Volume 604, August 2017
|Number of page(s)||13|
|Section||Planets and planetary systems|
|Published online||26 July 2017|
K2-111 b − a short period super-Earth transiting a metal poor, evolved old star
1 Leiden Observatory, University of Leiden, PO Box 9513, 2300 RA, Leiden, The Netherlands
2 Department of Earth, Space Sciences, Chalmers University of Technology, Onsala Space Observatory, 439 92, Onsala, Sweden
3 Department of Geology and Geophysics, University of Hawaii at Manoa, Honolulu, HI 96822, USA
4 Dipartimento di Fisica, Universitá di Torino, via Pietro Giuria 1, 10125 Torino, Italy
5 Landessternwarte Königstuhl, Zentrum für Astronomie der Universität Heidelberg, Königstuhl 12, 69117 Heidelberg, Germany
6 Institute of Planetary Research, German Aerospace Center (DLR), Rutherfordstrasse 2, 12489 Berlin, Germany
7 Department of Earth and Planetary Sciences, Tokyo Institute of Technology, Meguro-ku, Tokyo, Japan
8 Rheinisches Institut für Umweltforschung an der Universität zu Köln, Aachener Strasse 209, 50931 Köln, Germany
9 Lund Observatory, Department of Astronomy and Theoretical Physics, Lund University, 22100 Lund, Sweden
10 Instituto de Astrofísica de Canarias, 38205 La Laguna, Tenerife, Spain
11 Departamento de Astrofísica, Universidad de La Laguna, 38206 La Laguna, Tenerife, Spain
12 Thüringer Landessternwarte Tautenburg, Sternwarte 5, 07778 Tautenburg, Germany
13 Center for Astronomy and Astrophysics, TU Berlin, Hardenbergstr. 36, 10623 Berlin, Germany
14 Department of Astronomy and McDonald Observatory, University of Texas at Austin, 2515 Speedway, Stop C1400, Austin, TX 78712, USA
15 Stellar Astrophysics Centre, Department of Physics and Astronomy, Aarhus University, Ny Munkegade 120, 8000 Aarhus C, Denmark
16 Department of Physics and Kavli Institute for Astrophysics and Space Research, Massachusetts Institute of Technology, Cambridge, MA 02139, USA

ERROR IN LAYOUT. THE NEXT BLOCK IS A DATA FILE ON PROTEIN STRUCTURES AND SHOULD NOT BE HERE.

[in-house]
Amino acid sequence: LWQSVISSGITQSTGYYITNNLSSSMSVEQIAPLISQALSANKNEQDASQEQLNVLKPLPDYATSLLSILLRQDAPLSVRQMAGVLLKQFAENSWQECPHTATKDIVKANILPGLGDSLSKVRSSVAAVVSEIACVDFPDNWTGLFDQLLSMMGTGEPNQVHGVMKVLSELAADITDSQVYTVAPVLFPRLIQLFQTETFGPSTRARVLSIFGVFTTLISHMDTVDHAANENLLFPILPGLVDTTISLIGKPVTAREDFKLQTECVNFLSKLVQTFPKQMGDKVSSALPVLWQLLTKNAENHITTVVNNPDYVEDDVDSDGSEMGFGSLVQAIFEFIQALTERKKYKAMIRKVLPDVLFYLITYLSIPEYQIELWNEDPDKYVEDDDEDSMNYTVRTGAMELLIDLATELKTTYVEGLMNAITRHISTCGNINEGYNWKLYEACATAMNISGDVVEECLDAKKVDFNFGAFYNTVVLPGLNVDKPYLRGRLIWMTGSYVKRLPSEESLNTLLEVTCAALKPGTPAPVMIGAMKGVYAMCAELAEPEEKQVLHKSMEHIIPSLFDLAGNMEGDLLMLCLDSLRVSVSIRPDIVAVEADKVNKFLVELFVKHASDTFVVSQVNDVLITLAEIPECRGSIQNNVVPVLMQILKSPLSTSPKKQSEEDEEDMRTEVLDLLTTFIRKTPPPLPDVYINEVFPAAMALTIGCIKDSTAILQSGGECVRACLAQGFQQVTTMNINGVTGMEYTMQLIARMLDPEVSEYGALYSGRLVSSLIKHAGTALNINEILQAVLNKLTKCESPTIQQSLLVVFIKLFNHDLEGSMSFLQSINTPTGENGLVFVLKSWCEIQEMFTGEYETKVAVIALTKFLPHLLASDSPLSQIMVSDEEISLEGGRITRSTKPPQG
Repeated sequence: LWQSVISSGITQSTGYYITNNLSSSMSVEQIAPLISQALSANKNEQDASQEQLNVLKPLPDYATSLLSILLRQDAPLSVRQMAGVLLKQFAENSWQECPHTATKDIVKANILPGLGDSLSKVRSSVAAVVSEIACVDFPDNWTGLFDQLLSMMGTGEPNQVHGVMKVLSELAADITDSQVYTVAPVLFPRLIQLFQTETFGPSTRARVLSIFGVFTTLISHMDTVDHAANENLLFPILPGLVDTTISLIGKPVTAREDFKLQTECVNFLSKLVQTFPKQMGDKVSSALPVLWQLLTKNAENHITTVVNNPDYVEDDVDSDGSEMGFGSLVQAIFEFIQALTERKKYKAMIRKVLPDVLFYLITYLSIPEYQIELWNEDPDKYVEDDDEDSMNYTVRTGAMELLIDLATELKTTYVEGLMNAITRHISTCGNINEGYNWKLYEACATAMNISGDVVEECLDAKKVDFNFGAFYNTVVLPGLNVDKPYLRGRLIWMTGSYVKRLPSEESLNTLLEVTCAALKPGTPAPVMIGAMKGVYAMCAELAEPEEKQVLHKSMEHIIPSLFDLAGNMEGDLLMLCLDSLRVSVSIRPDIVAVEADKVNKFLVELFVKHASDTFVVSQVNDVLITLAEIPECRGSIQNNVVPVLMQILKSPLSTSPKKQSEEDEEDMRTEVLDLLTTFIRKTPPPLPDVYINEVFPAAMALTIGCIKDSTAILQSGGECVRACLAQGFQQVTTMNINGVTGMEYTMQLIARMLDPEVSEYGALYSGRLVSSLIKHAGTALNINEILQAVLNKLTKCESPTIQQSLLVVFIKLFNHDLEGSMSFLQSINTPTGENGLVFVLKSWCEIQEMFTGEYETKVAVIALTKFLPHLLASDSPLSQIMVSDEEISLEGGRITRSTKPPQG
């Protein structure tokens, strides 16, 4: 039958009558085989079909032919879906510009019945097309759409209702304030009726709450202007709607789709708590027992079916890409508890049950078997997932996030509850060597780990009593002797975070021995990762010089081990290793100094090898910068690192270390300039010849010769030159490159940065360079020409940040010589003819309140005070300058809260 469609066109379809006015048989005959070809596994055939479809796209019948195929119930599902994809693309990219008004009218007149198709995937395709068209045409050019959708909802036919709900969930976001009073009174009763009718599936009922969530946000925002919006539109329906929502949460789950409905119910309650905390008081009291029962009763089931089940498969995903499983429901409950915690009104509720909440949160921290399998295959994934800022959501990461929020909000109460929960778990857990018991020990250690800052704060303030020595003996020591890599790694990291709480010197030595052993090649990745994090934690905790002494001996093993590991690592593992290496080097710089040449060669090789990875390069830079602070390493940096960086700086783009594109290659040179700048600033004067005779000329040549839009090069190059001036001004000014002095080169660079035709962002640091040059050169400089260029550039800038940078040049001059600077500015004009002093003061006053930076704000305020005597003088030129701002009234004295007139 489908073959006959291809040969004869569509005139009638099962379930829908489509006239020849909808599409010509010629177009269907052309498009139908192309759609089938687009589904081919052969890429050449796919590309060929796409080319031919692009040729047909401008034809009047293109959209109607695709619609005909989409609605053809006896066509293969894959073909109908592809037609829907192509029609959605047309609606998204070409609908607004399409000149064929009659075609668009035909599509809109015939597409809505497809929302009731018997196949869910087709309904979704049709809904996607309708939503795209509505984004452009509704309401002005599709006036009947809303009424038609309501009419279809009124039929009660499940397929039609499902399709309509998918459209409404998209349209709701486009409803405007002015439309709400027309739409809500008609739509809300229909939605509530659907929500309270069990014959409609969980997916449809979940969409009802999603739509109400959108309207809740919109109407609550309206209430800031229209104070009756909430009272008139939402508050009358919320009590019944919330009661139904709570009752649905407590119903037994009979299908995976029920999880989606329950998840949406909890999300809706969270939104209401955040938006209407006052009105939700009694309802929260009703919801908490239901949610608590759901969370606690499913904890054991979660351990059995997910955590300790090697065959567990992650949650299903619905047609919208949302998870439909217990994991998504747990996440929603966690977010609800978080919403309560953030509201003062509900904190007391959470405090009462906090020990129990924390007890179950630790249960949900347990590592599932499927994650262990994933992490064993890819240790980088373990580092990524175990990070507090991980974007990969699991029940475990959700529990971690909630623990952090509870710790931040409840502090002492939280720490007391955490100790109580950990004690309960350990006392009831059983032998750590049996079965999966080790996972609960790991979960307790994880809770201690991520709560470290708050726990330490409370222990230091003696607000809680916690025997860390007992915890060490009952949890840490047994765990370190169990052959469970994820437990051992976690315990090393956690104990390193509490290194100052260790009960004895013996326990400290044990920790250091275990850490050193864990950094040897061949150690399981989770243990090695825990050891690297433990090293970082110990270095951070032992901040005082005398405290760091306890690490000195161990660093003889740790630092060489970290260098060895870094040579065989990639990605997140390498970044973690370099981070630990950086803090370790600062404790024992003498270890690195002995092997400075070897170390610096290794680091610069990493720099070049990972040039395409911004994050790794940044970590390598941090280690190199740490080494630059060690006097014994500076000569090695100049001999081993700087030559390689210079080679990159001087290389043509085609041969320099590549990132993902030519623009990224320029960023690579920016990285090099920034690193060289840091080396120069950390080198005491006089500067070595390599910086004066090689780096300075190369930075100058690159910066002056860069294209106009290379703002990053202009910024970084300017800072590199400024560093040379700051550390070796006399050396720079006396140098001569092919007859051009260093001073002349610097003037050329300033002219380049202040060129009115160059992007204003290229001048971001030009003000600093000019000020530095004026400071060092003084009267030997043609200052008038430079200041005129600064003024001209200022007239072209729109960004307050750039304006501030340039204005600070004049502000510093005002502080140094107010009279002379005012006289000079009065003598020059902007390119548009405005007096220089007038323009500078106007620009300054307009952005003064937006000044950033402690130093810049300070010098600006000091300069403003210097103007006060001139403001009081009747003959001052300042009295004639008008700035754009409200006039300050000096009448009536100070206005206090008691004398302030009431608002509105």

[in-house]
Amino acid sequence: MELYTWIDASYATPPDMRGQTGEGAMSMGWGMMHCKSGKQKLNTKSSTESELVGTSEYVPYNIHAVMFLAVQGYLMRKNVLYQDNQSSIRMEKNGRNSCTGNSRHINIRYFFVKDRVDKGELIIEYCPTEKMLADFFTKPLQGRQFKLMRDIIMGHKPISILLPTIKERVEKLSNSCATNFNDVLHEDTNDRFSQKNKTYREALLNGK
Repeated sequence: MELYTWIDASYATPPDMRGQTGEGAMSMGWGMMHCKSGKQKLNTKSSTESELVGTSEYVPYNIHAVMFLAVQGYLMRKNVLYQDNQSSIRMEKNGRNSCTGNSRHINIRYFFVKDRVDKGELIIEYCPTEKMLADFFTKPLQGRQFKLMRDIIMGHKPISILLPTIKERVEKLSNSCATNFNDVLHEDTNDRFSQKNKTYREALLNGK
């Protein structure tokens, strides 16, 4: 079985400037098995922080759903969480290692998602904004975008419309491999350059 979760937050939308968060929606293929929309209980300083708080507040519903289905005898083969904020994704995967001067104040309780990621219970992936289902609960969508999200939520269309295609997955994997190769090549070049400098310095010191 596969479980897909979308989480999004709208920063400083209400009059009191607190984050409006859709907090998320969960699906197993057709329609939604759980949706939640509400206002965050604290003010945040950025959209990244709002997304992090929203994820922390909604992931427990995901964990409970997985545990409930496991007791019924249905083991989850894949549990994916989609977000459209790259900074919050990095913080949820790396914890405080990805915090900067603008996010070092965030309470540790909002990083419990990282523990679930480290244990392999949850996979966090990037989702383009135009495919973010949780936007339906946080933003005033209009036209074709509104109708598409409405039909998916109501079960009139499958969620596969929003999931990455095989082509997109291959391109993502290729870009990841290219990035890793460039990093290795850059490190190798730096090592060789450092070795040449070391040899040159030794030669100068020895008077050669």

17 Princeton University, Department of Astrophysical Sciences, 4 Ivy Lane, Princeton, NJ 08544, USA
18 Department of Astronomy, The University of Tokyo, 7-3-1 Hongo, Bunkyo-ku, Tokyo 113-0033, Japan
19 Astrobiology Center, NINS, 2-21-1 Osawa, Mitaka, Tokyo 181-8588, Japan
20 National Astronomical Observatory of Japan, NINS, 2-21-1 Osawa, Mitaka, Tokyo 181-8588, Japan
21 Subaru Telescope, National Astronomical Observatory of Japan, 650 North Aohoku Place, Hilo, HI 96720, USA
Received: 20 March 2017
Accepted: 26 April 2017
Context. From a light curve acquired through the K2 space mission, the star K2-111(EPIC 210894022) has been identified as possibly orbited by a transiting planet.
Aims. Our aim is to confirm the planetary nature of the object and derive its fundamental parameters.
Methods. We analyse the light curve variations during the planetary transit using packages developed specifically for exoplanetary transits. Reconnaissance spectroscopy and radial velocity observations have been obtained using three separate telescope and spectrograph combinations. The spectroscopic synthesis package SME has been used to derive the stellar photospheric parameters that were used as input to various stellar evolutionary tracks in order to derive the parameters of the system. The planetary transit was also validated to occur on the assumed host star through adaptive imaging and statistical analysis.
Results. The star is found to be located in the background of the Hyades cluster at a distance at least 4 times further away from Earth than the cluster itself. The spectrum and the space velocities of K2-111 strongly suggest it to be a member of the thick disk population. The co-added high-resolution spectra show that that it is a metal poor ([Fe/H] = − 0.53 ± 0.05 dex) and α-rich somewhat evolved solar-like star of spectral type G3. We find Teff = 5730 ± 50 K, log g⋆ = 4.15 ± 0.1 cgs, and derive a radius of R⋆ = 1.3 ± 0.1 R⊙ and a mass of M⋆ = 0.88 ± 0.02 M⊙. The currently available radial velocity data confirms a super-Earth class planet with a mass of 8.6 ± 3.9 M⊕ and a radius of 1.9 ± 0.2 R⊕. A second more massive object with a period longer than about 120 days is indicated by a long-term radial velocity drift.
Conclusions. The radial velocity detection together with the imaging confirms with a high level of significance that the transit signature is caused by a planet orbiting the star K2-111. This planet is also confirmed in the radial velocity data. A second more massive object (planet, brown dwarf, or star) has been detected in the radial velocity signature. With an age of ≳10 Gyr this system is one of the oldest where planets are hitherto detected. Further studies of this planetary system are important since it contains information about the planetary formation process during a very early epoch of the history of our Galaxy.
Key words: planetary systems / stars: individual: K2-111 b / techniques: photometric / techniques: spectroscopic
© ESO, 2017
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